Archive for February, 2010

Happy Valentine’s Day for the 22nd Feb!

February 22, 2010

Maybe click on Chris Tola’s image and read his quote first, then pop back up here…

Remember when Valentine’s Day used to be the day for everyone to send secret love notes to someone who had no idea you had the hots for them?

Call me a cranky old 42-year-old, call me churlish, if you want to you can even call me curmudgeonly, but I believe the whole day was so much better when it was a day to try and start a relationship. Now we’ve all all been sucked in to believing it’s a day for buying jewellery, lingerie and parachute jumps for people we’ve been going out with for decades.

One of the reasons I’m the luckiest bugger in the world is my wife, Allie, agrees. She is English, of course, so the logic of “Well darling, the traditional thing to do would be…” often works (as does her idea that we start our own, “new tradition” of flowers coming within 7 days either side of Valentine’s Day.)

But I love Chris Tola’s quote, because I reckon if you have to wait until Valentine’s Day to get all romantic-like and buy your lover chocolates/roses/a complete set of this years footy cards, you don’t deserve someone as wonderful as them anyway.



What I Wish I Knew about Saying Goodbye

February 16, 2010

This page from What I Wish I Knew about Love (click on the image to read) shows an old friend of mine from University days called Danny Francis. Sadly, he died last night after a brave battle with Mesothelioma.

Dan was a bloke who lived life at twice the speed of the rest of us. A larger than large character who made women swoon, parties come alive, and footy teams play above themselves. He had a ticker so big that anyone who met him then somehow ended up going to that museum in Melbourne to see Phar Lap’s heart, just shook their head and walked away. The big horse was a pea-heart compared to Franger.

When I interviewed Dan, he was incredibly accepting of his fate, and embraced it with a hell of a lot more peace than I would.

A few weeks ago I was lucky enough to be one of his friends invited down to a dinner with him in Bowral, and it was a night to remember. Stories, songs, and a lot of laughter. As always around Dan. While I’m desperately sad he won’t see my wee book – that he was so pleased to be a part of – sitting up proudly in the bookstores, I did get an advance copy and gave it to him at the dinner, and I know he was touched to see his page.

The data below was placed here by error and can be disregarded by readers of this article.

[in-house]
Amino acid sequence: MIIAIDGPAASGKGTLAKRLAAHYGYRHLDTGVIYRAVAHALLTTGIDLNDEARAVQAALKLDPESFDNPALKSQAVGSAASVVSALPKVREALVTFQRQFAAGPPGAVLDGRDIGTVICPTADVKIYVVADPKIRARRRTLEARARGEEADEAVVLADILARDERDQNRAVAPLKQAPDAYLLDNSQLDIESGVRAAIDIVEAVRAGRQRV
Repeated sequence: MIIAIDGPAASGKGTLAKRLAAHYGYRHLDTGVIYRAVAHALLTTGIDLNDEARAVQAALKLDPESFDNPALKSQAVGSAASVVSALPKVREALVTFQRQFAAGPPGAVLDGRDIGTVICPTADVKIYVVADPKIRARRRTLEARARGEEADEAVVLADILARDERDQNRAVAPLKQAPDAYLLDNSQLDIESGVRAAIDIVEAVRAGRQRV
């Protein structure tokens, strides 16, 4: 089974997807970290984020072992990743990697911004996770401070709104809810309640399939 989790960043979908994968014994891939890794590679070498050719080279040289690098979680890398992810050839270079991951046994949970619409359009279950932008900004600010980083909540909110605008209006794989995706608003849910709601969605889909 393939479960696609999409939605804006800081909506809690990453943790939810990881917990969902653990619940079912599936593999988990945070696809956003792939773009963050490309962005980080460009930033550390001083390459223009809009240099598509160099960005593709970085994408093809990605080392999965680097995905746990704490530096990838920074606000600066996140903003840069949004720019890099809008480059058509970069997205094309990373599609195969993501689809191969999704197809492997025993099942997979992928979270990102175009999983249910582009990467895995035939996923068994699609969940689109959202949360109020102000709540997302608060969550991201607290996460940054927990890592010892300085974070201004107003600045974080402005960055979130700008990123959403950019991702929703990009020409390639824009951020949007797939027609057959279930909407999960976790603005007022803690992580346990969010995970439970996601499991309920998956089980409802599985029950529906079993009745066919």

Goodbye Dan, I’ll always remember your generosity of spirit, your relentless energy, and that pirate growl you used to do which clearly said “No Marty, you are not going home yet.”

Much Love


(Obviously we’re going to change the last sentences in the reprint.)

What I Wish I Knew about bloody Peter Sheahan

February 2, 2010

Speaker and best selling author, Peter Sheahan, has released a new book called Making it Happen. Turning Your Good Ideas into Great Results and frankly, it annoyed the pants off me.

Making It Happen

Firstly, because I wish I knew this stuff about 10 years ago when I was starting out as a Stand Up. The chapter on Positioning alone would have been worth tens of thousands of dollars to me back then. As I was reading it, I remembered living in the UK trying to break out get attention as a Comic – half my act was berating the English with a cheeky grin on my face for not realising how great a nation they were – and then the phrase dropped into my head “I’m the Aussie who loves the Poms.” If I had thought of this one tagline when I was living and working in the UK I would have instantly been interviewed by every single whining, moaning newspaper in the land. Instant Stardom.

The second reason I was annoyed is because, like any self-respecting smug male who thinks he understands stuff about how life works, it’s profoundly annoying to see how little I know about Making It Happen. All my success so far seems like dumb luck and persistence when I read this book. Arrgghhh.

As someone who prides himself on packing a lot of valuable info into my What I Wish I Knew books, I can recognise a book that needs to be read a few times to really absorb it. Buy it, read it, summarise it, then read it again.

Congratulations to Peter Sheahan for not holding anything back for the sequel and downloading every bit of info he has on this into a tremendous book. As Molly Meldrum would say “Do yourself a favour.”